A recent study published in the journal 'Nature' has revealed one of the most astonishing and surprising fact.
The study conducted by a team of researchers from the International AIDS Vaccine Initiative (IAVI), Scripps Research Institute and Texas A&M University have showed how they were able to induce antibodies and prevent HIV infections.
One of the most challenging aspect faced by researchers in terms of HIV vaccination is that people who are infected do not efficiently make antibodies against the virus.
During the study researchers found that the cows' immune system can produce powerful, HIV-blocking antibodies within a matter of weeks, giving hope for the development of a broadly effective AIDS vaccine in the near future. The similar process in the human body would usually take years.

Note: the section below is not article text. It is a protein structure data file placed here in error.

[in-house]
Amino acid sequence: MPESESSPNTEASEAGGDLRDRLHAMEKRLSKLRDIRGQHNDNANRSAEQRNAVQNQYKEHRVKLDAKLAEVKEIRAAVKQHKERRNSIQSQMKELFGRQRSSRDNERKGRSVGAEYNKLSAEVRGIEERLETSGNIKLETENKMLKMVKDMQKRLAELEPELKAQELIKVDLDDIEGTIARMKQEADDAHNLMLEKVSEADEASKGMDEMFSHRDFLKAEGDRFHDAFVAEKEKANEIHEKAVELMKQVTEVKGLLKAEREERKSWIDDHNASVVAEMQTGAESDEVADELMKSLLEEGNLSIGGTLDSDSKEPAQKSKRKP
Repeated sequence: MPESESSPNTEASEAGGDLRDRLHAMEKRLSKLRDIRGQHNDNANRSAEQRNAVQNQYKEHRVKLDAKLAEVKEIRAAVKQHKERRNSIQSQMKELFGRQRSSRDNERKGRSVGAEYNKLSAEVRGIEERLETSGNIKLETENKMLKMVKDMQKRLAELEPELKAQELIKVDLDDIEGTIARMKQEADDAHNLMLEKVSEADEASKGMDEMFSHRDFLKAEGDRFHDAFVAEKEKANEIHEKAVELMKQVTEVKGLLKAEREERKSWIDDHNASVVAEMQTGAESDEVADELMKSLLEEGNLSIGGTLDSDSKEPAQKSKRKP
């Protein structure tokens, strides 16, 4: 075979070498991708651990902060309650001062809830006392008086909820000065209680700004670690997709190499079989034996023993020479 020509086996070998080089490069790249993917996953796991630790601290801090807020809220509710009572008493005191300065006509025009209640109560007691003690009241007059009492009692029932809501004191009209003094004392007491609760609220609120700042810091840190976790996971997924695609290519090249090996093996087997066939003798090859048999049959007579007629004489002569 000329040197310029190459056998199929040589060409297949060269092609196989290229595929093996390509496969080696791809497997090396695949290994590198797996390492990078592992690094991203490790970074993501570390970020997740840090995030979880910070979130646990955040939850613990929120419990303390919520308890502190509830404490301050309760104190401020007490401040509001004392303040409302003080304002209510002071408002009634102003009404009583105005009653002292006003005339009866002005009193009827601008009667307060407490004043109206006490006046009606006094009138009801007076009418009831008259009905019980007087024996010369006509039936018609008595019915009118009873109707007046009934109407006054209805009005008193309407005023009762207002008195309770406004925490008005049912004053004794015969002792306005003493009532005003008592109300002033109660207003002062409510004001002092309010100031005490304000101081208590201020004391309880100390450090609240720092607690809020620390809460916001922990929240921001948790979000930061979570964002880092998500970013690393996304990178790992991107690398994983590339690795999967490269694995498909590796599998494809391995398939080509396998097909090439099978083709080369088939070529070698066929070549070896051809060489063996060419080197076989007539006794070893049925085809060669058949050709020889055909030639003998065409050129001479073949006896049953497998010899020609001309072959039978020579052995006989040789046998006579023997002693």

However, till date the scientists were not able to successfully induce the creation of bNAbs in humans through an HIV vaccine.
For the study, the researchers had injected four calves with HIV immunogens, which are proteins designed to elicit an immune response to the virus. They found that the cows quickly developed bNAbs to HIV in their blood.
The researchers were able to isolate antibodies from the calves and took a closer look. An antibody called NC-Cow 1 was revealed to be especially powerful when it came to attacking HIV.